THERE'S a tray of sandwiches in the fridge to tide over restless residents until the morning.
Breakfast marks a break from what could have been a restful night, or a painful night, or a night spent in a state of anxiety eased only by the open ears of the carers and nurses and managers who keep Aldersgate at Kings Meadows ticking.
Extended care assistant Mark Spicer, who starts work at 11pm at the Uniting AgeWell home and leaves eight hours later, said dealing with the residents meant getting to know each person's quirks.
Mr Spicer and registered nurse Fiel Quistadio can almost set their watches by their needs.
They know who struggles to sleep, who needs checking regularly and who is at risk of a fall.
For some residents, it's having someone to confide in at 2am that keeps them comfortable.
``It might be anything they forgot to mention during the day,'' Mr Quistadio said.
``There's lots and lots of reassurance,'' Mr Spicer agreed.
Night duty starts with counting drugs to ensure everything has gone as it should through the day.
Next, Mr Quistadio and Mr Spicer will shine a torch on the ceiling of each resident's room to make sure they're all right.
If they're awake, they'll ask why, and if they're asleep, they will make sure that the resident is dry, warm and comfortable.
``When you leave the room, you have to think, `is that how I would want my mum or dad to look?'em'' Mr Spicer says.
Not all residents have the luck of having such caring people in their lives.
While family is welcome on the premises 24 hours a day, Mr Quistadio said there were some elderly people who saw their family rarely, if at all.
Mr Spicer agreed that there were some sons and daughters who waited until their parents' final moments to make amends.
The pair said it was regrets about family relations that most often surfaced before people died.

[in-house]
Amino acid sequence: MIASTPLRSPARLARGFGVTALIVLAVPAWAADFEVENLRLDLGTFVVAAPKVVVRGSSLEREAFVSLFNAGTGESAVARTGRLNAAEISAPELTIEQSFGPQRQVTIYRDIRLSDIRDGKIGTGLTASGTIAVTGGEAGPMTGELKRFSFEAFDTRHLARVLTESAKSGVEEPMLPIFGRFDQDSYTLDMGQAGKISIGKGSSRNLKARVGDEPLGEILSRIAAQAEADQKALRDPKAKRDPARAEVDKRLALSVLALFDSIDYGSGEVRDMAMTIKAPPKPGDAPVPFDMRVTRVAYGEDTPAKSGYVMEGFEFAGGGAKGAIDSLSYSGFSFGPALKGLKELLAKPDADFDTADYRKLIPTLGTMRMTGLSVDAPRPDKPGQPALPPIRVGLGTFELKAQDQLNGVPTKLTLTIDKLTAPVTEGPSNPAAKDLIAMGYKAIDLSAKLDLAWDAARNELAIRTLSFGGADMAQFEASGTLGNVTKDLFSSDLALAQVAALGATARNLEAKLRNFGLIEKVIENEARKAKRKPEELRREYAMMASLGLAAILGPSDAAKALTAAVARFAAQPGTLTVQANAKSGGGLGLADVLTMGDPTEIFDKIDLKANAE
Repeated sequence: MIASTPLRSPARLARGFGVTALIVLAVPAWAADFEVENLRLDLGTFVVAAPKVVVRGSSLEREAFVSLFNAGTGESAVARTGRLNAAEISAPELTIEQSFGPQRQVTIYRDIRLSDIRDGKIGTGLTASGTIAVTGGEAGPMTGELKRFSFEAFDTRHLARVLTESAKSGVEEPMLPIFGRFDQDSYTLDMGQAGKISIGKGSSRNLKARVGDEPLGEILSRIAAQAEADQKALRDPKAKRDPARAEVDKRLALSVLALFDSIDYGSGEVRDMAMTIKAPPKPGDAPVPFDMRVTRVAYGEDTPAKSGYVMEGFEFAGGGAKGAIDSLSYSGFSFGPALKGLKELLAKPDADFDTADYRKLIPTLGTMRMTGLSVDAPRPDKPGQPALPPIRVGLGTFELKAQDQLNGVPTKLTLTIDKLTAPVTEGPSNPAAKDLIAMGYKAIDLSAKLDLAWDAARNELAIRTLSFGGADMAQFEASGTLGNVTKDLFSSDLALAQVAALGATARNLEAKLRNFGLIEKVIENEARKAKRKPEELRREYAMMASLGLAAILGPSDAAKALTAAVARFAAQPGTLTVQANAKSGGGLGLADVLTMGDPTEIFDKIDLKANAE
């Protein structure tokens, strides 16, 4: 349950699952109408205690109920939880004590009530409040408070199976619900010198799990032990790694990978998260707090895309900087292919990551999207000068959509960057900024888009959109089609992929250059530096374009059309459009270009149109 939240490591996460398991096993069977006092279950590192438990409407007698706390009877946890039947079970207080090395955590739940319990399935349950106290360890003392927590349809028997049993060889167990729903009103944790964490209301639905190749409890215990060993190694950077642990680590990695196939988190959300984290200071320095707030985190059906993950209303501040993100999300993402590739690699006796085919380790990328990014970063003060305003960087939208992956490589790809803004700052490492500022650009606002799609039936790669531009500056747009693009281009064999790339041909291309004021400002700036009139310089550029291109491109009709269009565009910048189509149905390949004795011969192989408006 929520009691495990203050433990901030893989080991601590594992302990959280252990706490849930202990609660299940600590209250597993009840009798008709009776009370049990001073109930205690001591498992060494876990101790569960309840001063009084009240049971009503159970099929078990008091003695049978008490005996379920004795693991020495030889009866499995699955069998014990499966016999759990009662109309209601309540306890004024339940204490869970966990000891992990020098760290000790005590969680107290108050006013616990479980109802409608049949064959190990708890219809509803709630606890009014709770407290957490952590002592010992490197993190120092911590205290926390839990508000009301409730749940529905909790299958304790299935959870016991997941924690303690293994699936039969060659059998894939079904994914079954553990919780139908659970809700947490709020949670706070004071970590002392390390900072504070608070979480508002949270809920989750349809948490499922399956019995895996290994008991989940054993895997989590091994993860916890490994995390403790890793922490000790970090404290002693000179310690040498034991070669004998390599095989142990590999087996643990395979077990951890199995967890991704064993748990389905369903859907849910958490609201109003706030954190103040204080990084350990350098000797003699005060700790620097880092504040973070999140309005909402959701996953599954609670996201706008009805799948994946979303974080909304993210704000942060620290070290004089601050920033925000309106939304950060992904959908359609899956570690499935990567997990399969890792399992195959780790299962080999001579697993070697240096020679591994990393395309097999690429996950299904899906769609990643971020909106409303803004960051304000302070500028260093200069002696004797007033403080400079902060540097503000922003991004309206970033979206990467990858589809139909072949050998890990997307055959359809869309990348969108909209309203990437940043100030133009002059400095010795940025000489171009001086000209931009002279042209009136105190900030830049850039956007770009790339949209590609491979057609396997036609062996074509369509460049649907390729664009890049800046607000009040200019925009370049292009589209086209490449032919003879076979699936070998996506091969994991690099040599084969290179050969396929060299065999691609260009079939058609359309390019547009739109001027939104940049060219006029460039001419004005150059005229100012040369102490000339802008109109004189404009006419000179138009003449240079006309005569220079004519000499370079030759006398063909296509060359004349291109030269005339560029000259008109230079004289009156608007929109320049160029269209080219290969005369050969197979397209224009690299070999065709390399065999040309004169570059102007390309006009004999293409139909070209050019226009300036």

``People who haven't visited in a while can get a shock - they break down, their parent or relative might have deteriorated in appearance, physically and mentally,'' Mr Spicer said.
``If (people) have relatives who live in aged care facilities, do make time to visit,'' Mr Quistadio said.
He said there was still plenty people could learn from the elderly who suffered dementia or Alzheimer's.
Mr Spicer agreed there was an exchange between carers and residents: while carers and nurses looked after the physical and mental needs of people, residents imparted wisdom and lessons in turn.
``I've learnt patience, humility, caring,'' Mr Quistadio said.
``It's fascinating hearing the stuff that was,'' Mr Spicer said.
Some of the stories are told in the early hours of the morning when worries creep in about things that happened anywhere between 40 years ago and lunchtime the day before.
By 2am, Mr Quistadio is hopeful he might be able to have a coffee and catch up on paperwork.
Nights can be unpredictable and the buzzers sound regularly.
And by 4.30am, Mr Spicer said, it's all ``go, go, go''.
``They're starting to get restless - they're all usually people who have lived on a farm,'' he explained.
Working in an aged care home can be emotionally draining.
Mr Spicer said that while trainees were warned not to get close to residents, it was inevitable.
``You do get attached . . . you watch someone come in vibrant, walking around, then they're bedridden,'' he said.
``A lot of people pass on through the night - it's when they're comfortable.
``You just want to know you've done your best for someone.''